Event Date/Time: Mar 04, 2012
End Date/Time: Mar 09, 2012
Mar 04, 2012
Early Registration Date:
Jan 05, 2012
Emerging themes from several traditionally disparate areas of research have begun to coalesce around the concept that the complex microbial communities that inhabit most external human surfaces play a key role in health and disease. Specifically, processes including basic immune system development, host-pathogen interactions, metabolic disease and cancer are all greatly influenced by the composition and bioactivity of the microbiota that live within us. Understanding how mammalian hosts regulate their microbiota and the myriad of ways by which the microbiota can alter susceptibility to a wide range of diseases is a key opportunity to better understand numerous diseases and, subsequently, provide strategies to promote human health. Thus, the goal of the Keystone Symposia meeting on The Microbiome is to facilitate the understanding of mechanisms that maintain a healthy host-microbiota relationship and explore how perturbations in this relationship increase susceptibility to a variety of diseases, especially those associated with chronic inflammation. Opportunities for interdisciplinary interactions will be significantly enhanced by the concurrent meeting on Innate Immunity: Sensing the Microbes and Damage Signals, which will share a keynote address and three plenary sessions with this meeting.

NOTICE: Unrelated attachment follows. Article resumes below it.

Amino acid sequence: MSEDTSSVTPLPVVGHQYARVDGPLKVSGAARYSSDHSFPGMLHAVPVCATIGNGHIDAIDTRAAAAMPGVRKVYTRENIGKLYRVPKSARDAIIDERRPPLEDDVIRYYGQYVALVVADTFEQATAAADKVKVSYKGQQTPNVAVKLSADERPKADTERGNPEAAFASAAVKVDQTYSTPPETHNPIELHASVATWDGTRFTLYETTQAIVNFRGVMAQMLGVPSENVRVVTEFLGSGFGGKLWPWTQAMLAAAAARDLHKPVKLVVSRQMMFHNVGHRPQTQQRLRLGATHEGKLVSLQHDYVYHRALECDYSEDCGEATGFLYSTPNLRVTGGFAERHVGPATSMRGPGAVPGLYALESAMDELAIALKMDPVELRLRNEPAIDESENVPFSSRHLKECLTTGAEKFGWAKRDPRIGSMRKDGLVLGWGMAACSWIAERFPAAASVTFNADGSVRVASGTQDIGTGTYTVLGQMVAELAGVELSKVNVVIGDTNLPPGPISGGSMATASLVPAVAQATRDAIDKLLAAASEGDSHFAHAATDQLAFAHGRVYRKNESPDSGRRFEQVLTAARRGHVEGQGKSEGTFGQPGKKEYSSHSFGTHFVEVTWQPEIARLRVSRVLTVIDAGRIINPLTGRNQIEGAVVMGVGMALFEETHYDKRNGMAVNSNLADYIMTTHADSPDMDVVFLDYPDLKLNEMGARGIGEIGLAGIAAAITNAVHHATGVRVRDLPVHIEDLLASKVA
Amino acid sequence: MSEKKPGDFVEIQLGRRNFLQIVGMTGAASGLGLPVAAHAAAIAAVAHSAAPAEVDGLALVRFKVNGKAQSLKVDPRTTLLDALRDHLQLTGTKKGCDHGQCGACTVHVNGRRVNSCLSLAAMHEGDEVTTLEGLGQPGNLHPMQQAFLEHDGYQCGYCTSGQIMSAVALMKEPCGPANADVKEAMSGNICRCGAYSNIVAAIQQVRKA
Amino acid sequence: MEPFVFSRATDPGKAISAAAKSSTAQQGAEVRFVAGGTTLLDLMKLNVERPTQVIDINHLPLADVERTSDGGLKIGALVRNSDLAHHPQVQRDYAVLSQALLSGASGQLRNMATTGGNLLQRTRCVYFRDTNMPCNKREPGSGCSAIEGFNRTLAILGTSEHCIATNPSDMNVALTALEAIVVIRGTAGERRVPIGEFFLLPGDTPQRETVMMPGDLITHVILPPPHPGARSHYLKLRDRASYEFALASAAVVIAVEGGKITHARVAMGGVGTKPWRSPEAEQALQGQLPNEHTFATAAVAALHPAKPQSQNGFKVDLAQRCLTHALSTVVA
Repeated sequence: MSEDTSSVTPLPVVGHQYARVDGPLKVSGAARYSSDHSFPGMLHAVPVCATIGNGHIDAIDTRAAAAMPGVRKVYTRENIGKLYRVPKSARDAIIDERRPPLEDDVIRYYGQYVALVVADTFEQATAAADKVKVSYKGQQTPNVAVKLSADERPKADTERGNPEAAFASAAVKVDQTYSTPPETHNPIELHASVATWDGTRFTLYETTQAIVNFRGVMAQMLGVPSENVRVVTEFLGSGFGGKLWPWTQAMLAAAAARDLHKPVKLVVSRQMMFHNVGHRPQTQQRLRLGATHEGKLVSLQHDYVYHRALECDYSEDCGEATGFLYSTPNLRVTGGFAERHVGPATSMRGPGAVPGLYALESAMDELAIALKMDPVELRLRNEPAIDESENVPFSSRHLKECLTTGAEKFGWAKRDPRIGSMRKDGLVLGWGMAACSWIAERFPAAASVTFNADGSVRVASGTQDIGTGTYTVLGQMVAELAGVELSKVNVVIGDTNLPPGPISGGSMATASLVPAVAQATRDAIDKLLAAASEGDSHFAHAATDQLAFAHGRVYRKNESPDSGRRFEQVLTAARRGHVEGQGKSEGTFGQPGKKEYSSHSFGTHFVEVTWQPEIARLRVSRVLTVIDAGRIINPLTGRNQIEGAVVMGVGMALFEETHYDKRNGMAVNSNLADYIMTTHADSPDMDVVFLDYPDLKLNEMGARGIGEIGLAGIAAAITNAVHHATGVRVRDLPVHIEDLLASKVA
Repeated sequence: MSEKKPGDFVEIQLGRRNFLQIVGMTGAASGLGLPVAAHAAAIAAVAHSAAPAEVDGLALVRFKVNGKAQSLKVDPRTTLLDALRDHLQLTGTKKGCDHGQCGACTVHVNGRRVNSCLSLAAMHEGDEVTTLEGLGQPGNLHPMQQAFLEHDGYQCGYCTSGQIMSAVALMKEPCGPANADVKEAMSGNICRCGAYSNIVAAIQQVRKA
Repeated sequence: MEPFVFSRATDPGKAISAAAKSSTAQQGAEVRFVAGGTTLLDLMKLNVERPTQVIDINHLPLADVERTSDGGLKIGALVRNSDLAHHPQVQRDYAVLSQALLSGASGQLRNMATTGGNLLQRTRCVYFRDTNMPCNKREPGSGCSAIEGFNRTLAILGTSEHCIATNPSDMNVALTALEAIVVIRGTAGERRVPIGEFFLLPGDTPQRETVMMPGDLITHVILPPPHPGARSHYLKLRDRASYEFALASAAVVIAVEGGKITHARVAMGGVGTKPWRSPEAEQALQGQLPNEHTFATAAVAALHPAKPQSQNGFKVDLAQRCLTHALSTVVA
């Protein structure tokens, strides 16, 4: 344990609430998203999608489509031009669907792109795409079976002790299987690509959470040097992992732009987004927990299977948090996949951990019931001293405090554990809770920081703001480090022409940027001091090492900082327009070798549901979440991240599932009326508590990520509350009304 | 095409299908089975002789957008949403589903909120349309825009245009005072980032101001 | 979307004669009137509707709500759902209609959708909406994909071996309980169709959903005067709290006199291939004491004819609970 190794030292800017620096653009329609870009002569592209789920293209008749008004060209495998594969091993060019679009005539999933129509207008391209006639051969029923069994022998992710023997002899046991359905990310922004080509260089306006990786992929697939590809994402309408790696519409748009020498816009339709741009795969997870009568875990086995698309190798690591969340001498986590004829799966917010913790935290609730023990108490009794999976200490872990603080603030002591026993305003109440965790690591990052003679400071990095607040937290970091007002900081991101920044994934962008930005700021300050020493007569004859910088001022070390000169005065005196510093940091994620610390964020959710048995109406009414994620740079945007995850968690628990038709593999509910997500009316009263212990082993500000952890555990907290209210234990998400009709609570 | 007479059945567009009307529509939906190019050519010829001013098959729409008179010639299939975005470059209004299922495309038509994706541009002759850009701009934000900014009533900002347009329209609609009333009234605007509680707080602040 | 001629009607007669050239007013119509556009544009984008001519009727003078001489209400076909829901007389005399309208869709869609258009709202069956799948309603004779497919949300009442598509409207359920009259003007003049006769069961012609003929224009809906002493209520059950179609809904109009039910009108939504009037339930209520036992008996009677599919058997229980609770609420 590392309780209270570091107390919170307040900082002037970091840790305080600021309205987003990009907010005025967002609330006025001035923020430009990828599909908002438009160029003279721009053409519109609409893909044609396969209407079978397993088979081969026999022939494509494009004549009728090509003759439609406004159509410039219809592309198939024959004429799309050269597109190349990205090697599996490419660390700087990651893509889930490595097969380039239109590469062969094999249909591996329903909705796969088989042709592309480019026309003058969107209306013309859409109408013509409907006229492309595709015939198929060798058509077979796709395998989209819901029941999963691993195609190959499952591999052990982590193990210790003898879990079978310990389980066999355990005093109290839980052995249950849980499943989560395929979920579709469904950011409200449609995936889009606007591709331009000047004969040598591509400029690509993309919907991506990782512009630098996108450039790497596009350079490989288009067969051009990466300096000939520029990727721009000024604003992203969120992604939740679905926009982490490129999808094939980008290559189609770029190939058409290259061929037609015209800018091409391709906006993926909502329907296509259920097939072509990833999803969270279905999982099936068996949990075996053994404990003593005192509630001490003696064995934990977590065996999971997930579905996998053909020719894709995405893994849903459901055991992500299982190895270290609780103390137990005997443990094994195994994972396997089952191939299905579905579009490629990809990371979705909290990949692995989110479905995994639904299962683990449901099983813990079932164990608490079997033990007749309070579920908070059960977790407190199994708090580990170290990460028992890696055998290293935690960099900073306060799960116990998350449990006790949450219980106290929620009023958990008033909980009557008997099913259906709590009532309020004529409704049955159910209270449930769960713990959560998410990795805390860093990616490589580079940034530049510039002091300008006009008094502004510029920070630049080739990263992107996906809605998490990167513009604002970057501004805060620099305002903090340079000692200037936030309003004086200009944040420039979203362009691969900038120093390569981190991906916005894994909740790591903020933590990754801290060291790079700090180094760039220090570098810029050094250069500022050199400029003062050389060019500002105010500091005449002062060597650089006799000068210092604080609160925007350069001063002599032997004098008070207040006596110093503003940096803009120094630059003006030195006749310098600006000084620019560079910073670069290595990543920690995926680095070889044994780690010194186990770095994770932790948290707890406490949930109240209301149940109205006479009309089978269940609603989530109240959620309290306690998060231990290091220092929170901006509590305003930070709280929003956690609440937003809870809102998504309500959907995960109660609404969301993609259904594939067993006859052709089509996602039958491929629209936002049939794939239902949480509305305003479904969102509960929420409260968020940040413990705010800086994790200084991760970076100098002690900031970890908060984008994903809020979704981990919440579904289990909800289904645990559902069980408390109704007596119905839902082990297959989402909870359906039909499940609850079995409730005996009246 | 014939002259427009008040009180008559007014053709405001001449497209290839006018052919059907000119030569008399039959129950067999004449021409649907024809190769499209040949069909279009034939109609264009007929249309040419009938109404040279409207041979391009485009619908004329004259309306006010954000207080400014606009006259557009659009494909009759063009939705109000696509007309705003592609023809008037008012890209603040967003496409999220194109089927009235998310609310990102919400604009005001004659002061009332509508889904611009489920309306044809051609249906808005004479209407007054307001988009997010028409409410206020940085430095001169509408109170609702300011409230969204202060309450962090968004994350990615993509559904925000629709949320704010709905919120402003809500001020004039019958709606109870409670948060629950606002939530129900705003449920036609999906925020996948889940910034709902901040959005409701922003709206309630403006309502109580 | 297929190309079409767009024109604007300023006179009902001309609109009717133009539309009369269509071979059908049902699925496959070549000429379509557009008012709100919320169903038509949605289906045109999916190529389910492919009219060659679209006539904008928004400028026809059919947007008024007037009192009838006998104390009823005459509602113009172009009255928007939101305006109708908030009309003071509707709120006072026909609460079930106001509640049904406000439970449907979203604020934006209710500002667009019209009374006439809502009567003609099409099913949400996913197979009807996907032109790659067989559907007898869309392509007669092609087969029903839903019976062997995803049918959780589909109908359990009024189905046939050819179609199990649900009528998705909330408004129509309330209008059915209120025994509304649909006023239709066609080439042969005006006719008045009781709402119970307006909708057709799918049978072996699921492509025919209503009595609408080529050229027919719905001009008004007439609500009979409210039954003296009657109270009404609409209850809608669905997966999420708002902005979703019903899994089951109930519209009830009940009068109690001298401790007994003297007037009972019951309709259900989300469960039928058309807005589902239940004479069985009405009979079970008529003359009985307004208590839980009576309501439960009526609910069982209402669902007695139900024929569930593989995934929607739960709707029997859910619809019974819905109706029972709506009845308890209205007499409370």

This meeting is held jointly with the Keystone Symposia meeting "Innate Immunity: Sensing the Microbes and Damage Signals."
Registering for one meeting in a set of joint meetings enables participation in sessions of the other, pending space availability.
Abstract & scholarship - November 3, 2011
Late-breaking abstract - December 8, 2011